As the House of Representatives passes Democrats’ social spending, tax and climate bills on Friday, energy industry officials are sounding the alarm that it will hamper their industry as a recession begins.
“Overall, we believe this legislation will do more harm than good to the American energy sector given the increases in taxes and fees that will hit many American energy producers,” Anne Bradbury, CEO of the American Exploration and Production Council, told FOX Business.
“Given the potential that we are now in a recession, we think raising taxes on American companies, including American energy producers, is a bad idea.”
But Sen. Joe Manchin, DW.Va., said the bill will help the fossil fuel industry in general, and an energy policy expert says the bill’s overall impact could be more muted, in part due to poorly managed spending.
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Sen. Bernie Sanders, I-Vt., has his own point of view.
“This legislation includes a huge giveaway to the fossil fuel industry – both in the reconciliation law itself and in a side agreement that was just published,” Sanders said.
The competing claims about the legislation, dubbed the “Inflation Reduction Act,” come a little over two weeks after Manchin and Senate Majority Leader Chuck Schumer, DN.Y., unveiled the more than 700-page package. The bill wastes more than $400 billion and would collect over $700 billion in taxes.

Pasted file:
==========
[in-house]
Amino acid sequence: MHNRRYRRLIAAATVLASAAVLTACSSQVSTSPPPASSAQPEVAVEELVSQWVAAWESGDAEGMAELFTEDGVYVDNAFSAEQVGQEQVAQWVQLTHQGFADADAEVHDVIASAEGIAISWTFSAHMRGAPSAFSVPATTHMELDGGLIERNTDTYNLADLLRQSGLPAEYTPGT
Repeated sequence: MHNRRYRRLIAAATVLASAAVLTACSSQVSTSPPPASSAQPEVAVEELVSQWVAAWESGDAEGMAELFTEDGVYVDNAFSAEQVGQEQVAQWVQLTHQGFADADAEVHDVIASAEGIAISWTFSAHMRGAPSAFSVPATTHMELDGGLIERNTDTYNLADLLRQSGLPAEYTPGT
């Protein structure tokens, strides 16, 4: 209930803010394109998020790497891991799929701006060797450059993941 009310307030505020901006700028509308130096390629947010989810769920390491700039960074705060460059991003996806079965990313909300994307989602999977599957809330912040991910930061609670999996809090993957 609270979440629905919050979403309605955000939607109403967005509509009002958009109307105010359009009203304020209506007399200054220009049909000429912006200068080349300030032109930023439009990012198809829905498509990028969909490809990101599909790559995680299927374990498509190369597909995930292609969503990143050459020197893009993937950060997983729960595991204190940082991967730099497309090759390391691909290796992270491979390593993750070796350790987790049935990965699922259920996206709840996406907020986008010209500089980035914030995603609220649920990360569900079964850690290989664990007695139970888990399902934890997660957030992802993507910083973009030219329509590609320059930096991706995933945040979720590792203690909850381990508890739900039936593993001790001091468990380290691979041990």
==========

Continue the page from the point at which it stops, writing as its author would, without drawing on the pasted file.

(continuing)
Now, on Friday afternoon, the House of Representatives will synchronize with the Senate and send the bill to President Biden’s desk in what many Democrats see as their biggest legislative victory yet.
Energy industry groups say taxes in the bill will likely be among the most detrimental factors to their bottom line. The American Gas Association, along with more than two dozen other industry groups, said in a letter to Congress that a $6.5 billion tax on methane emissions would result in consumers paying about 17% more for natural gas .
The conservative group Americans for Tax Reform also lists several other energy taxes it opposes in the bill, including a $12 billion tax on imported petroleum products and a $1.2 billion tax on coal mining. A coalition of state coal associations wrote to Manchin specifically berating the taxes included in the bill, arguing that their tax bills would become more complex.
Manchin wrote back to them in a pointed letter, pushing back the characterization of the coal levy as a new tax. This tax has been in place since 1985, he wrote, and has only recently expired.
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“The argument that this is a new tax is a lie,” Manchin said. “[E]A great many coal companies have and will plan for this tax every year.”
Manchin also said the largest tax increase in the bill would not affect coal companies, which often struggle with profits, at all.